Casey at the Bat Introduction
In A Nutshell
A small town stands united behind their local sports team and the team's star player as they try to make a spectacular comeback against seemingly insurmountable odds.
This isn't the synopsis for a new season of Friday Night Lights—wrong sport, wrong medium.
We're talking about Ernest Thayer's poem, "Casey at the Bat." It's a baseball poem that's full of action and drama, complete with a super-suspenseful surprise ending. Oh, yeah—and it's funny, too.
In life, though, Thayer was more of a journalist than a poet. He worked at the San Francisco Examiner and occasionally wrote comic ballads for the paper's Sunday edition. One of those ballads, "Casey at the Bat," became kind of a cultural phenomenon not long after its 1888 publication when an actor/comedian named William DeWolf Hopper (great name) did a dramatic reading of the poem as part of his act. It became a hit. Hopper went on to recite the poem for appreciative audiences thousands of times.
As far as poetry goes, Thayer was a total one-hit wonder. But even today, most of us still know the story of "Casey at the Bat." It has become an almost inescapable part of the American cultural landscape. The story has inspired countless poetic imitations, stories, and even films. "Casey…" is still around because it's still just as fun, funny, and relevant today as it was in 1888. The poem is certainly comic (Thayer wasn't shooting for high art; he wanted to entertain), but it also explores some big ideas like the transformative nature of competition and society's hero-obsession.
Any way you look at it, "Casey…" is a winner (well… sort of).
Why Should I Care?
Have you ever looked at sports fans and thought, "Hey, settle down. It's just a game. What's everyone getting so worked up about?" Or, perhaps you're a sports fan and you see a bunch of tweens losing their minds at a Justin Bieber concert, or a bunch of senior citizens losing what's left of their minds watching the Rolling Stones (er… Google them) and think to yourself, "Really? What's the big deal already?"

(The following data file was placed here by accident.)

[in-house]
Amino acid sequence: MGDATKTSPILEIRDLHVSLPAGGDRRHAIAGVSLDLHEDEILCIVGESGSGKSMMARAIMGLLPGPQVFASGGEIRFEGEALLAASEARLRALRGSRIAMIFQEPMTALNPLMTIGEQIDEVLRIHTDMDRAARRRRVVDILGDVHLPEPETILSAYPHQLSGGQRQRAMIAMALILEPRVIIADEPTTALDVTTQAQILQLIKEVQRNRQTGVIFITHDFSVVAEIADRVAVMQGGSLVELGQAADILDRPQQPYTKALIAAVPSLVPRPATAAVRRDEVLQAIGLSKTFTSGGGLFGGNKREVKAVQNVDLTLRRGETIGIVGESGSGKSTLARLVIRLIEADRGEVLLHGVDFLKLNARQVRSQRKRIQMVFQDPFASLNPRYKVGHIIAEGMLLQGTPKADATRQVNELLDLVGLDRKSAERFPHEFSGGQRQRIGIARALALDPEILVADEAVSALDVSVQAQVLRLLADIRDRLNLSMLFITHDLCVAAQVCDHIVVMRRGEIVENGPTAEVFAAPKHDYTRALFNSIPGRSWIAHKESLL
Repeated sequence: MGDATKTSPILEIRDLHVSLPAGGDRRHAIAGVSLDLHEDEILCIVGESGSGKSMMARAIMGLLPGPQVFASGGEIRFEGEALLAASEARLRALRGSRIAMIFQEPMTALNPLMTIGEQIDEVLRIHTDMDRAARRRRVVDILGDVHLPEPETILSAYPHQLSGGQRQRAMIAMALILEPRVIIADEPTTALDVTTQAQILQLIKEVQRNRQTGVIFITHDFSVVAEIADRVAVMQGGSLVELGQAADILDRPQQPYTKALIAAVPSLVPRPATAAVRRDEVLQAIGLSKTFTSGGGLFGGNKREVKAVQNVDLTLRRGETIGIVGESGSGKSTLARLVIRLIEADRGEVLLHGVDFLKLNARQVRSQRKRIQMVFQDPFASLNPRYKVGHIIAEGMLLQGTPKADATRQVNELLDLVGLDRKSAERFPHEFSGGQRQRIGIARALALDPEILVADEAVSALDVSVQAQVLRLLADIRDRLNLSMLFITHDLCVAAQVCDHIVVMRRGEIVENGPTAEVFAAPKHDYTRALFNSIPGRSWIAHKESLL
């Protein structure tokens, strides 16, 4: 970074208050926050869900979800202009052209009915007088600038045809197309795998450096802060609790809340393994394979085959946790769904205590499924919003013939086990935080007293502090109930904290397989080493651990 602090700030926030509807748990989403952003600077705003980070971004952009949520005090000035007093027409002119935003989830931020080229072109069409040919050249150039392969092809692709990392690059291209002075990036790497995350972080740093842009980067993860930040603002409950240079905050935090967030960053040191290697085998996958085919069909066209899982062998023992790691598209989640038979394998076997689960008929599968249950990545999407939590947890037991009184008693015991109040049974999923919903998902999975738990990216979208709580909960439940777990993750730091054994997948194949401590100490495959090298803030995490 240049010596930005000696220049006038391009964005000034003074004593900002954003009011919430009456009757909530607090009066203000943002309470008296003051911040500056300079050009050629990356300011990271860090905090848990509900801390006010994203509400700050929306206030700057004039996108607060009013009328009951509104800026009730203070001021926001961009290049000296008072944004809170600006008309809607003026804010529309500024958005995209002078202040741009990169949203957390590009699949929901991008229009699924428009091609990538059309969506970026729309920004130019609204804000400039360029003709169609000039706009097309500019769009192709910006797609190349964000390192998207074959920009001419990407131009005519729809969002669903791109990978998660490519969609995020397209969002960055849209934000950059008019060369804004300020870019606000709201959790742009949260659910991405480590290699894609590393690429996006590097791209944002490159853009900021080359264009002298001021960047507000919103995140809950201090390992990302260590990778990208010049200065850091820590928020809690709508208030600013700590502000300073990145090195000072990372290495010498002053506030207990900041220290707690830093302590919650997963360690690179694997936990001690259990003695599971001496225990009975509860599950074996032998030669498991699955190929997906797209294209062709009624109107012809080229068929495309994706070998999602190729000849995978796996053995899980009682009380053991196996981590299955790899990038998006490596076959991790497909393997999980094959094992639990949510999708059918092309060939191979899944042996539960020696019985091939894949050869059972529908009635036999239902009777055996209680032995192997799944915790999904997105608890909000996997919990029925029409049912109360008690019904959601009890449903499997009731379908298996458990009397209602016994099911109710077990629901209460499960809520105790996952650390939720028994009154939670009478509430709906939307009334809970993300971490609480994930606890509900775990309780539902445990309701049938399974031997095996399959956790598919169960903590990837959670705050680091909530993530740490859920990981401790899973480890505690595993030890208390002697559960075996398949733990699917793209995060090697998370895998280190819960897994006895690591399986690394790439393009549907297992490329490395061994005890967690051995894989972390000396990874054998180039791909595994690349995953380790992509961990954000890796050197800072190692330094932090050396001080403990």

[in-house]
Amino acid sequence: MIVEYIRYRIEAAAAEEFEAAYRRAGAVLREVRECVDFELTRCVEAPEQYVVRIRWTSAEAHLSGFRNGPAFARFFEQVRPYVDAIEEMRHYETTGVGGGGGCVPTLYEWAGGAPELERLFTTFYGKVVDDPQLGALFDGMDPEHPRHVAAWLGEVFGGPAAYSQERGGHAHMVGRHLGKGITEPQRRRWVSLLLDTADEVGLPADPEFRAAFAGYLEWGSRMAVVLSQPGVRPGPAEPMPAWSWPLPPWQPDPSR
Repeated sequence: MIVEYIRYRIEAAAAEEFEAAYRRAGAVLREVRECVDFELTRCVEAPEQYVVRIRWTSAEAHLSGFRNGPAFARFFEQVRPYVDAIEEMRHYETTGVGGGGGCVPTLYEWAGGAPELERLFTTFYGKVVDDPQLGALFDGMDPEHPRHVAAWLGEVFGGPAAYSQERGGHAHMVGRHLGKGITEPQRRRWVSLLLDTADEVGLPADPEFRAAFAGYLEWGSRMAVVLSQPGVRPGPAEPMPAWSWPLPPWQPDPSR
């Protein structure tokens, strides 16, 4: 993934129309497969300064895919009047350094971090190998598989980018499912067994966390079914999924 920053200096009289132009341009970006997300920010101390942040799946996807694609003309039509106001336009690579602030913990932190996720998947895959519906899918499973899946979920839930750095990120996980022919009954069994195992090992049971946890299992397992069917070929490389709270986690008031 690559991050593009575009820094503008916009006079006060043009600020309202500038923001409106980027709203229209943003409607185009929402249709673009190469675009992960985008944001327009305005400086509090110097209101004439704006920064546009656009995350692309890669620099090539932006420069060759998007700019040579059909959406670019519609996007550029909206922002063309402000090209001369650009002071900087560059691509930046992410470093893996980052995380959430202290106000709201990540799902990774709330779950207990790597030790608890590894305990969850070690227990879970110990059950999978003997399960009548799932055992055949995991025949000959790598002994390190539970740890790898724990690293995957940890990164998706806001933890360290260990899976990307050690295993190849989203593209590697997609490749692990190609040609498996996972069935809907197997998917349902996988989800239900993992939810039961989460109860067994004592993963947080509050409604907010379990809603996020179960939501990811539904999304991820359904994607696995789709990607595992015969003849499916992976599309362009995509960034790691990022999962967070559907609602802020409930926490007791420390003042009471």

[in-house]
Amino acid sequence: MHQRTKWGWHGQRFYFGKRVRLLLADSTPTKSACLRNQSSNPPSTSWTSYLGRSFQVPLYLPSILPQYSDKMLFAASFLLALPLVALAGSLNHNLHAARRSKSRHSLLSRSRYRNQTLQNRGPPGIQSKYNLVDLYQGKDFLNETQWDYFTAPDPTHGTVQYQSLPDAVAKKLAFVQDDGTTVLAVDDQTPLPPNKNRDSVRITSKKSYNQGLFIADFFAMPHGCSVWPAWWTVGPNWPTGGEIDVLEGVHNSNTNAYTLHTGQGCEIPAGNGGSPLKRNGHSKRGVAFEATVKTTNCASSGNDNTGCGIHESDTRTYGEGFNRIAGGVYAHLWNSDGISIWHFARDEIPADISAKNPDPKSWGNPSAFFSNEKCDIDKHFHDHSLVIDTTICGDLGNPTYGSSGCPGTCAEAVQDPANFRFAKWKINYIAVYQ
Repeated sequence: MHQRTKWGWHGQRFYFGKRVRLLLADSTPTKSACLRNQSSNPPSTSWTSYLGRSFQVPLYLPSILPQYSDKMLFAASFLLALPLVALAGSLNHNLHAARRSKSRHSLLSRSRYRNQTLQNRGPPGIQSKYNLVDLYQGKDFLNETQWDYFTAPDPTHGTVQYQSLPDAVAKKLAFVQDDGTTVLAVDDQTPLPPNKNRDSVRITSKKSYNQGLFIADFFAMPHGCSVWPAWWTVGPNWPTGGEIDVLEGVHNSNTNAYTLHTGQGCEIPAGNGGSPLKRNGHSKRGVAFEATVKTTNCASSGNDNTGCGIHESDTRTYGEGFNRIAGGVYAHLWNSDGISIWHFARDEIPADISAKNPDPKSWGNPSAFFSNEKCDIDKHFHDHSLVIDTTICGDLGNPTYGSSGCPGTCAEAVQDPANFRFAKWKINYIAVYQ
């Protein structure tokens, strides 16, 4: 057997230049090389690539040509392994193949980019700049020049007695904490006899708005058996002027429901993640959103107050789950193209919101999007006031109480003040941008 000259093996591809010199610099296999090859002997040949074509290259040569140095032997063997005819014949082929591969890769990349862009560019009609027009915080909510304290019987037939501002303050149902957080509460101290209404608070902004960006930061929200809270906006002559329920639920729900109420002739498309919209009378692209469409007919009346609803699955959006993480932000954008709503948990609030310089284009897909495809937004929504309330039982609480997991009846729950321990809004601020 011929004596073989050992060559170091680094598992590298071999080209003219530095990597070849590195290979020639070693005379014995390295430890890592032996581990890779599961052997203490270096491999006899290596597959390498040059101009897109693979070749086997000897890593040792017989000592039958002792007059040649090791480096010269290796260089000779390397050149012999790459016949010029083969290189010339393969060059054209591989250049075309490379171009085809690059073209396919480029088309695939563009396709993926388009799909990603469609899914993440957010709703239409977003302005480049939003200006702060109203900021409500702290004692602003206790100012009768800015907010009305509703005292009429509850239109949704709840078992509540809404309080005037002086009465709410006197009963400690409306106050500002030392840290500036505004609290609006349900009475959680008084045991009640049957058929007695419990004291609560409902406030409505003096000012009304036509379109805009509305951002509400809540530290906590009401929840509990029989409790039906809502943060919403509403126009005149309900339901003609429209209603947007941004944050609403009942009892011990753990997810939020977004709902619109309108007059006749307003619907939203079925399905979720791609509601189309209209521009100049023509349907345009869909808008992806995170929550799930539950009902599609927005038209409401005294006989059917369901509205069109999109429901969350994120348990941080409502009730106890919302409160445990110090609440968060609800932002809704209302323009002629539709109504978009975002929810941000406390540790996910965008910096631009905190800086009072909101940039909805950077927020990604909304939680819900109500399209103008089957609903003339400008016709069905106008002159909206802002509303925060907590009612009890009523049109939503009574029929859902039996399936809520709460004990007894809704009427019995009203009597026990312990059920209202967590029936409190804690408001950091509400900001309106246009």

These might seem like very different events, but at the core of their experiences, they are similar. We care so desperately because of what these events represent to us as individuals. On some level, the experience is personal. We experience things like competition, fame, talent, and adoration vicariously—that is, through the entertainers and athletes we idolize. We want to be close to them, we want to cheer for them and wave giant foam fingers, because we want to be part of what they represent. Unfortunately, this can make us seem—like those Mudville fans that Ernest Thayer wrote about—a little crazy at times.
Thayer's "Casey at the Bat" explores this idea of hero-worship and fandom. It even gives us a little glimpse of what it might feel like to be on the other side of all that adoration. We all think we'd like to switch places with the star athlete or entertainer, but that role carries its own set of issues and anxieties that we usually don't consider. Sure, you probably get to be super-rich, and—yeah—that would be cool. But it doesn't mean everything goes your way. Just take a look at Casey. He loses his cool, he loses the admiration of the fans, and he loses the game. That's a lot of losing. And remember, he has to go back out in front of those Mudville fans for the next game. He can't just get a doctor's note and skip it, like PE (yes, we know about that all too well).
So think about poor Casey the next time you see some guy waving a giant foam finger and going out of his mind at some event that seems totally insignificant to you. Before you mock that dude, you had better think about where you let your own personal foam finger fly. Chances are, at some time or other, at some other event, you are that guy—or gal, of course.